But most importantly the changes announced yesterday will ensure that there will be less regular rent increases. Renters will have the ability to make minor improvements and make their house a home for their families and children.
The bill to amend the Residential Tenancies Act 1986, will be introduced to Parliament in the first half of 2020.
In August, I announced along with Minister Faafoi $54 million in Government funding for initiatives which will support at-risk individuals and whānau to stay in their existing tenancies.
The Sustaining Tenancies programme ensures that tenants who may be at-risk of losing their tenancy receive practical support to help them get back on track.
We also invested in intensive case managers and social services to provide wrap around support for people with complex issues that are living in emergency accommodation.
Many of them face barriers to finding and keeping a home because of their criminal history, mental health, addictions or family violence.
We all know here in this room that the social and financial costs of homelessness are huge – from people not being able to work, kids not being able to attend school regularly and people becoming sick.
Over 50% of people on main benefits have some sort of disability or are caring for someone with a disability.
Mental illness is a huge factor for people on benefit.
I believe that we have only scratched the surface on how much mental illness impacts on New Zealand society but especially for those people in the welfare system.
I have seen health and welfare data from the MedCentral region.
The data shows us that many people on main benefits including the jobseekers benefit are accessing mental health medication or counselling for mental illness, yet they haven’t disclosed this information to MSD, through the provision of a Doctor’s certificate.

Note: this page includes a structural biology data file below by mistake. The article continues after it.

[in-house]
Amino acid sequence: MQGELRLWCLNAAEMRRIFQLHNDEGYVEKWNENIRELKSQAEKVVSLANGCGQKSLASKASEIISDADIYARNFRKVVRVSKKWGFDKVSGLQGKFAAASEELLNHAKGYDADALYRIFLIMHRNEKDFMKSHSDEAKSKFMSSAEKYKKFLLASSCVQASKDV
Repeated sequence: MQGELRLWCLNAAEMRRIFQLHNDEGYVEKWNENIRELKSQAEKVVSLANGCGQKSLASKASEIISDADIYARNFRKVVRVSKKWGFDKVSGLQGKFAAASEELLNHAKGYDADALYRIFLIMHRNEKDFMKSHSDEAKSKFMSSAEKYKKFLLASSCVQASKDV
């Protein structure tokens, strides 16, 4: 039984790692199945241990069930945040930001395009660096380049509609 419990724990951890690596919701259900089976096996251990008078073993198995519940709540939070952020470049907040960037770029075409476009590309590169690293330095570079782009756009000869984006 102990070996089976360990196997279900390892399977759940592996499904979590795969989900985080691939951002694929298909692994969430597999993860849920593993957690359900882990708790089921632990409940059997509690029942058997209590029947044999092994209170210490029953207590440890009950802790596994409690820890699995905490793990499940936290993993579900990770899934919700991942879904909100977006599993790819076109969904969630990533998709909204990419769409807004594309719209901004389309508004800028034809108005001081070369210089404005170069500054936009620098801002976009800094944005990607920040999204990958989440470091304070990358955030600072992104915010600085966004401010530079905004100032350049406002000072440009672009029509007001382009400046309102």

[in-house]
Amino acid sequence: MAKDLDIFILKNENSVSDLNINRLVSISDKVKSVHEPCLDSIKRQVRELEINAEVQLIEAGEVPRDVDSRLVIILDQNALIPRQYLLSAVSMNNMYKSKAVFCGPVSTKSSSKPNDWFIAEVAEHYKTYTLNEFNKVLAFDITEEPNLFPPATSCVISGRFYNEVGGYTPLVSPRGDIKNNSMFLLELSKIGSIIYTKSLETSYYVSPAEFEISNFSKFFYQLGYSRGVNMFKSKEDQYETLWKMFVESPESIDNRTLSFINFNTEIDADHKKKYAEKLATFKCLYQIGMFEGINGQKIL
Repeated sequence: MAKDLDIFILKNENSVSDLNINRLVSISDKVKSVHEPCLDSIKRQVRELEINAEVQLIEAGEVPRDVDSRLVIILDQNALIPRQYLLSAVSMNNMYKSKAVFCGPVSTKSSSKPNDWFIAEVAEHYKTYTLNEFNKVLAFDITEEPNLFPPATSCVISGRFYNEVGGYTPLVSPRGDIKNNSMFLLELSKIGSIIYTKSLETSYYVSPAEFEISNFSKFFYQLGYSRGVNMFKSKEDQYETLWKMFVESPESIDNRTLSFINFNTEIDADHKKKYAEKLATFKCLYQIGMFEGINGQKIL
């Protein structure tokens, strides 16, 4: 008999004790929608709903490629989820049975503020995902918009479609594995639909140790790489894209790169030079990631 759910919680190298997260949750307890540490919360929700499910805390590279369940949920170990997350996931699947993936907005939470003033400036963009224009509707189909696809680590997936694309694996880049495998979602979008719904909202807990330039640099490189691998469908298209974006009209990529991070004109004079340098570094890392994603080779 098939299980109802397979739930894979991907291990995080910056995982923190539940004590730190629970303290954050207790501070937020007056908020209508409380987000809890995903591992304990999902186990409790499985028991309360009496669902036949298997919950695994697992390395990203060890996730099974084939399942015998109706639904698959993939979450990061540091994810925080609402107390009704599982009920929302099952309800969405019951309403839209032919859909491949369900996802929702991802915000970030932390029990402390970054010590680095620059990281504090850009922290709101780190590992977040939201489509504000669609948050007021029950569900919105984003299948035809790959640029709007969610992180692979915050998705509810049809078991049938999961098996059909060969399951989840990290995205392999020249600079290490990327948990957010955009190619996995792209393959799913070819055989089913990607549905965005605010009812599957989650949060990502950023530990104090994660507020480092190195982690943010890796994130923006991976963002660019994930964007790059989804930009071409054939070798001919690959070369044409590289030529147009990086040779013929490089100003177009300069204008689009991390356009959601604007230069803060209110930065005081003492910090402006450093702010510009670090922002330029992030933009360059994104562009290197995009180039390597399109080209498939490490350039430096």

Moreover, the data shows that these people were working and accessing mental health medications and support before they fell out of work and came into the welfare system.
We can do so much more in this space to intervene early to ensure working people get the help they need to stay in work and also give people in the welfare system better support to get better and to return to work.
That’s why the Government invested $1.9 billion in improving mental health services at the budget.
That includes a $455 million package for frontline services for 325,000 people who need mental health support before they experience major problems.
Trained mental health workers will be placed in doctors’ clinics, iwi health providers and other health services so that when people seek help it is easy to access and immediately available for those suffering mental health issues.
Just last week I released the government’s Disability Action Plan which has 25 work programs across government agencies that have an explicit focus on improving outcomes for disabled people, many of whom are in the welfare system.
Improving access to housing and employment for disabled New Zealanders is a huge focus.
74% of working age disabled people who are not in paid employment, would like to work if a job was available.
I will be releasing the draft disability employment action plan for consultation before the end of the month.
So we are starting to build a picture on what needs to be done. It confirms that the government’s investments are in the right places.
But after years of underinvestment it will take time to fix.
Across all of Government—we have an absolute focus on child wellbeing and child poverty reduction. Our aspiration is that all children can reach their potential and that they’re supported to do so.
Finally, I want to close by saying that whilst it’s me standing here today as the Minister of Social Development this is actually a government program of change. To get to this place where we can look towards a phased longer term plan has really relied on cross Ministerial and Party agreement. We are committed to this work and we are looking to your necessary critique, advocacy and support to realize a fair, accessible and fit for purpose welfare system in Aotearoa NZ
Once again thank you for the time to speak today please enjoy the rest of the conference.